``Cocktail'' is like a sports movie in some ways. It reminded me of ``Bull Durham'' and other pictures where a seasoned veteran helps a rookie break into the game and become a star. Only in ``Cocktail'' the ``sport'' is bartending. These guys don't just pour drinks. They fling their bottles into the air, flipping them over and over, and then catch them deftly so the liquor flows with split-second timing. They handle glasses and other paraphernalia with equally showy moves, and in one scene they do it together, with a kind of woozy choreography.
I consider this not just a stupid movie but an irresponsible one. Alcoholism is a serious problem, in the United States and other places where this film is likely to be shown.
``Cocktail'' doesn't just show a lot of drinking as the backdrop to a story, moreover. It celebrates the whole barroom scene, as if a night (or a week or a year) of swilling liquor were a wholesome pastime. If some other drug were treated this way in a movie, lots of outraged people - including parents and politicians - would be up in arms. But it's only alcohol, the reasoning seems to go, so it's all harmless fun.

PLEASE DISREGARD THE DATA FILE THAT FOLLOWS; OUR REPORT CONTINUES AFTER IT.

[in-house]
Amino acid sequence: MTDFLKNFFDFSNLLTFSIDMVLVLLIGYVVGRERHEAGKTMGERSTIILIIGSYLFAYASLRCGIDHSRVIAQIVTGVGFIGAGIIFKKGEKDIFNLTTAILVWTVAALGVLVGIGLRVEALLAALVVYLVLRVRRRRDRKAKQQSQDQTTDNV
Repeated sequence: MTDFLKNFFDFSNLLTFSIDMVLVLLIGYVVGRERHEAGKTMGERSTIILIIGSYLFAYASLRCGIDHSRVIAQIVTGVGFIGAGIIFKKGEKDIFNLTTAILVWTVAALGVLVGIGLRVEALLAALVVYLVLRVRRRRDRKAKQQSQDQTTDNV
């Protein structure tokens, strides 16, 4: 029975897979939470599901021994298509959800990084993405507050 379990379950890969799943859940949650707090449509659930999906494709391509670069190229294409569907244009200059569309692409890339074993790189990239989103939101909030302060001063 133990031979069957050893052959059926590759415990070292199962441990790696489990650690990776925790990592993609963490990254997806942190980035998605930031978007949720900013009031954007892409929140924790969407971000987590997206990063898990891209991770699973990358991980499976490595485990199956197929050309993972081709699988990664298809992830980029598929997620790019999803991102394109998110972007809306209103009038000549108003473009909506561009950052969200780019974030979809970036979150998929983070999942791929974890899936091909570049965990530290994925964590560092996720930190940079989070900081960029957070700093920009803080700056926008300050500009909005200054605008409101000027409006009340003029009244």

``Cocktail'' does have a story, but it doesn't offer any redeeming social value. Teen heartthrob Tom Cruise plays a young man who wants to succeed, but only on his own terms. He tries college for a little while, but it doesn't work out, especially when he calls his professor (to his face) a tired old failure who couldn't hack it in the ``real world.''
Since intellectual achievement is obviously beneath him, our hero takes on a real challenge: tending bar in a saloon on Manhattan's ritzy Upper East Side. There he becomes the prot'eg'e of a slick bartender who regards all customers as suckers and all women - especially the ones with money - as objects to be chased after and subdued.
The two bartenders become friends, then enemies, then friends again. Finally the heartless one meets a sad fate, while the less-heartless one (Mr. Cruise's character, of course) settles down with the millionairess of his dreams. We know he's noble, because even when he marries into a rich family he's content to disdain his father-in-law's money and stay faithfully with the bartending business.
``Cocktail'' was directed by Roger Donaldson, the New Zealander who made the first-rate thriller ``No Way Out'' last year. He blows it this time; Cruise doesn't even try to act, and the other stars (Bryan Brown and Elisabeth Shue) give one-note performances.
Sorry for the bad news, but this is one ``Cocktail'' you can pour straight down the drain.